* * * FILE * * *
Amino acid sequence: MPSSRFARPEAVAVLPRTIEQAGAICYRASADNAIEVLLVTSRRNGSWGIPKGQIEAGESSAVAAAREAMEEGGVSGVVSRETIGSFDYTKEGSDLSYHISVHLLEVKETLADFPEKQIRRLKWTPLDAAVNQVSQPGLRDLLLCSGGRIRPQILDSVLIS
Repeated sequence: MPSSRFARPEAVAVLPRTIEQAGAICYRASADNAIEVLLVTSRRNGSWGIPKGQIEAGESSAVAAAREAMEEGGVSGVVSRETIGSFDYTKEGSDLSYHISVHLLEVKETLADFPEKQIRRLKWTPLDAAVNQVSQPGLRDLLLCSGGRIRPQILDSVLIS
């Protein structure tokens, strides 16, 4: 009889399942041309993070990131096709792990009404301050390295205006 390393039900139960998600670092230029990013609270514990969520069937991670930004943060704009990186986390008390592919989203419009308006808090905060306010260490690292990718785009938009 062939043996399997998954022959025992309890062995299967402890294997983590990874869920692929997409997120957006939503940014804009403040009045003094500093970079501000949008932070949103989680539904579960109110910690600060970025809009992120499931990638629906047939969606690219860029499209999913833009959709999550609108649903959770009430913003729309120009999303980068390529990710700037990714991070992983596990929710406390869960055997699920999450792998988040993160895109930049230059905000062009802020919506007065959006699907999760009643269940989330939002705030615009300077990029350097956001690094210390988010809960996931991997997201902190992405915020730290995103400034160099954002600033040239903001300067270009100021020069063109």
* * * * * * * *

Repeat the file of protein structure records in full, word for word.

Amino acid sequence: MPSSRFARPEAVAVLPRTIEQAGAICYRASADNAIEVLLVTSRRNGSWGIPKGQIEAGESSAVAAAREAMEEGGVSGVVSRETIGSFDYTKEGSDLSYHISVHLLEVKETLADFPEKQIRRLKWTPLDAAVNQVSQPGLRDLLLCSGGRIRPQILDSVLIS
Repeated sequence: MPSSRFARPEAVAVLPRTIEQAGAICYRASADNAIEVLLVTSRRNGSWGIPKGQIEAGESSAVAAAREAMEEGGVSGVVSRETIGSFDYTKEGSDLSYHISVHLLEVKETLADFPEKQIRRLKWTPLDAAVNQVSQPGLRDLLLCSGGRIRPQILDSVLIS
């Protein structure tokens, strides 16, 4: 009889399942041309993070990131096709792990009404301050390295205006 390393039900139960998600670092230029990013609270514990969520069937991670930004943060704009990186986390008390592919989203419009308006808090905060306010260490690292990718785009938009 062939043996399997998954022959025992309890062995299967402890294997983590990874869920692929997409997120957006939503940014804009403040009045003094500093970079501000949008932070949103989680539904579960109110910690600060970025809009992120499931990638629906047939969606690219860029499209999913833009959709999550609108649903959770009430913003729309120009999303980068390529990710700037990714991070992983596990929710406390869960055997699920999450792998988040993160895109930049230059905000062009802020919506007065959006699907999760009643269940989330939002705030615009300077990029350097956001690094210390988010809960996931991997997201902190992405915020730290995103400034160099954002600033040239903001300067270009100021020069063109």